Tag Archives: gazprom
August 13, 2009

Don’t bother trying, you’ll never ever find a surer friend than Gazprom

Definitely the greatest corporate anthem I have ever heard. Go Gazprom!

Don’t bother trying, you’ll never ever find
A surer friend than Gazprom
We’re giving people warmth and light
For office and for home
We should always keep in mind
From dawn till sun down,
That our work is always needed
Working day or holiday

Ref.:
Let’s drink to you, let’s drink to us,
Let’s drink to all the Russian gas
That it never comes to an end,
Though it’s so hard to obtain
Let’s drink to you, let’s drink to us
Let’s drink to all the Russian gas
For those extracting the new sun
From down beneath the ground

We’re renowned for our deeds
The world over
And all your troubles will recede
If Gazprom people are nearby
Don’t try, you’ll never ever find
A surer friend than Gazprom
We’re giving people warmth and light
For office and for home

Ref.:
Let’s drink to you, let’s drink to us,
Let’s drink to all the Russian gas
That it never comes to an end,
Though it’s so hard to obtain

Let’s drink to you, let’s drink to us
Let’s drink to all the Russian gas
For those extracting the new sun
From down beneath the ground

November 16, 2008

Okhta Center (aka Gazprom City) on hold

Well, something good has to come out of this financial crisis, right?

From the department of silver linings comes this item from Russia: because of the financial crisis, plans for a controversial skyscraper that would have towered over St. Petersburg’s low-slung Baroque skyline have been delayed and — preservationists, architects and many residents fervently hope — may never be carried out.

The mayor of St. Petersburg has submitted an amendment to next year’s budget to cut money for the city’s first skyscraper, which was to have been financed with Gazprom, the Russian oil and gas behemoth that has itself suffered financially with the spectacular decline in energy prices.

[…]

From the start, the proposed design for the tower by the London firm RMJM drew considerable criticism, the twisting facade alternately being described as evoking a flickering gas flame or a corncob. But the principal complaint from historical preservationists was its height.

The building would soar 1,299 feet, shattering a czarist-era rule that no structure, other than a church spire, should exceed the height of the city’s centerpiece building, the former Winter Palace, now the Hermitage Museum. Before the law was changed specifically for the Gazprom project, the zoning restriction at the proposed site was 138 feet.

So contentious was the proposed height that three of four foreign architects on the selection committee resigned rather than consider any design of that sort in downtown St. Petersburg. Critics took to calling it the “Gazoskryob,” or “gas scraper.”

Critics, including Unesco and a number of prominent architects, pointed out that the site was directly across the Neva River from Smolny Cathedral, a delicate ensemble of spires and onion-dome cupolas. And they roundly panned the design itself.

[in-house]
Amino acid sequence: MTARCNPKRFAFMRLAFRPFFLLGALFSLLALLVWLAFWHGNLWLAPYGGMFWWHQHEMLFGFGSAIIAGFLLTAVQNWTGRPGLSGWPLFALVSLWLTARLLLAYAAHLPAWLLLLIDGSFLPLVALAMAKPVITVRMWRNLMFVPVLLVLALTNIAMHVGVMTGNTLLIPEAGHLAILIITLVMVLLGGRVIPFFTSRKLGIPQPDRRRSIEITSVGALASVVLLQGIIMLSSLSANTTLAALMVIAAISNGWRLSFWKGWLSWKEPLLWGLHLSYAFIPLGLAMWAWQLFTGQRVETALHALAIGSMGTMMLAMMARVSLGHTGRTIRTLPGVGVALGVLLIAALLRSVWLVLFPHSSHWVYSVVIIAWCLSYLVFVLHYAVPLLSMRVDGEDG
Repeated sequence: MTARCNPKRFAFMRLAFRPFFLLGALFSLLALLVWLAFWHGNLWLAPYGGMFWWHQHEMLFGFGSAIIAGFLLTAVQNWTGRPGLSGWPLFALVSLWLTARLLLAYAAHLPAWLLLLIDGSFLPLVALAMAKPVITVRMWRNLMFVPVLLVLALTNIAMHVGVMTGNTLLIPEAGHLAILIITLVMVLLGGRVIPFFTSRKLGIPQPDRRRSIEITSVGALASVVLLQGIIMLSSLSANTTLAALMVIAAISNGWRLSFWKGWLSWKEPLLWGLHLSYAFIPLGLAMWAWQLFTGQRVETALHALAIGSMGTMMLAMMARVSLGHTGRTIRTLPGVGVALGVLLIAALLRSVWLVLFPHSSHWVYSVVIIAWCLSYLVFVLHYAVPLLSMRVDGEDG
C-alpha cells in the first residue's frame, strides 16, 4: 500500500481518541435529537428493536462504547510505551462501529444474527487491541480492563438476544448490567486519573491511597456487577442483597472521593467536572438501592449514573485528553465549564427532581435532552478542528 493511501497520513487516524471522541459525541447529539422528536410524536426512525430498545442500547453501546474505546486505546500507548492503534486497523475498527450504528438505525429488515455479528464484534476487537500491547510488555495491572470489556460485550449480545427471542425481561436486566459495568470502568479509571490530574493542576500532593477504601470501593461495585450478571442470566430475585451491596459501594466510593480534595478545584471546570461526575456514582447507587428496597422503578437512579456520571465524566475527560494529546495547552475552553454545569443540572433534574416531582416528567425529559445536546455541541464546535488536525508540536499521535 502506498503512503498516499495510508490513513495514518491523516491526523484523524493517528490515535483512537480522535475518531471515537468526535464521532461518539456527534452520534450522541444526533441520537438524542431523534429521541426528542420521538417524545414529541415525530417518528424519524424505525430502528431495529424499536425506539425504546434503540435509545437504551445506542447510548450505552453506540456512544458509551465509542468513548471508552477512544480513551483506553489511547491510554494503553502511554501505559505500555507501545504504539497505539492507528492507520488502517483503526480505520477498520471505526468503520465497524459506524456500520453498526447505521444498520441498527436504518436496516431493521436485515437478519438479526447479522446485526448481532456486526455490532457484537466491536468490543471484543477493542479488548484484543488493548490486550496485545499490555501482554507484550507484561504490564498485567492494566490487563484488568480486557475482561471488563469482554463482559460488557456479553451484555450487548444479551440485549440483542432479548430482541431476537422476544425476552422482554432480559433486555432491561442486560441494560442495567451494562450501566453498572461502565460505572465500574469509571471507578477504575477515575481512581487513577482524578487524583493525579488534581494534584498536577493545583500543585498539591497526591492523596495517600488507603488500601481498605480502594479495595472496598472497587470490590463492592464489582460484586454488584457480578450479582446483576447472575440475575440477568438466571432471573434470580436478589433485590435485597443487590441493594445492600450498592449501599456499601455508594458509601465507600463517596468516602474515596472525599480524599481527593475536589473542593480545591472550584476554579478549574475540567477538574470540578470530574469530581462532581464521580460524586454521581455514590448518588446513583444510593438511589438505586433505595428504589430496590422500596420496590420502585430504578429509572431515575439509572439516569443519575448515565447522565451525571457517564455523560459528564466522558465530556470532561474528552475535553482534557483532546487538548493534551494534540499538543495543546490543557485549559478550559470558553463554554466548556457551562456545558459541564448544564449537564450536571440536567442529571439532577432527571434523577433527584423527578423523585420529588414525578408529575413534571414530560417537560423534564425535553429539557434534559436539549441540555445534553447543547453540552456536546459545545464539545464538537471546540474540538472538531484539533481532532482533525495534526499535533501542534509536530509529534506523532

“It could be a mirage, appearing over the sand,” complained Semyon I. Mikhailovsky, an architectural historian and the vice president of the St. Petersburg Academy of Fine Art. “It was unclear they needed it before, and now it is clearly unneeded.”


GAH?!

May 11, 2008

Gazprom: “the Kremlin’s wallet”

Yuzhno_Russkoye_gas_field.JPG

Yuzhno_Russkoye_gas_field.JPG

Gazprom’s Yuzhno-Russkoye gas field in the Yamal-Nenets Autonomous District of Russia


Today’s edition of the NYTimes has a good overview of Gazprom, its relationship with the Kremlin, and the challenges the company faces in meeting growing demand for natural gas at both home and abroad. The accompanying photo gallery, “A Quest for Energy in Darkest Siberia”, is also worth checking out.


With energy prices continuing to hit record highs, Gazprom is more influential than ever, both at home and abroad. Gazprom says that before 2014 it will surpass Exxon Mobil as the world’s largest publicly traded company — a goal that Mr. Medvedev himself endorsed before he became president.

[…]

Rich as it is, Gazprom faces big challenges in the Medvedev era.

Rising prices for steel, equipment and labor have caught the company at the outset of its largest capital program in two decades. Like other Russian companies, it invested little money maintaining or upgrading equipment in the 1990s. But the days of coasting on Soviet-era infrastructure are over, as output declines from fields first tapped in the 1970s.

To meet export commitments in Europe, as well as growing demand at home, Gazprom will have to spend at least $75 billion to bring its two largest fields in the Arctic into production within the next decade, according to Cambridge Energy Research Associates.

Yet exploring and extracting gas in a region where temperatures dip to 50 degrees below zero is technologically challenging, as well as expensive. Gazprom must build pipelines, gas processing plants, liquefied natural gas factories and a full panoply of supporting infrastructure like roads, railroads and ports. And to accomplish those feats, it moves thousands of tons of steel and heavy equipment to the middle of a vast, frozen swamp.

“The complexity and the size of it is what creates a huge challenge for Russia and for Gazprom,” said Vitaly V. Yermakov, director of research for the Russian and Caspian region at Cambridge Energy Research Associates.

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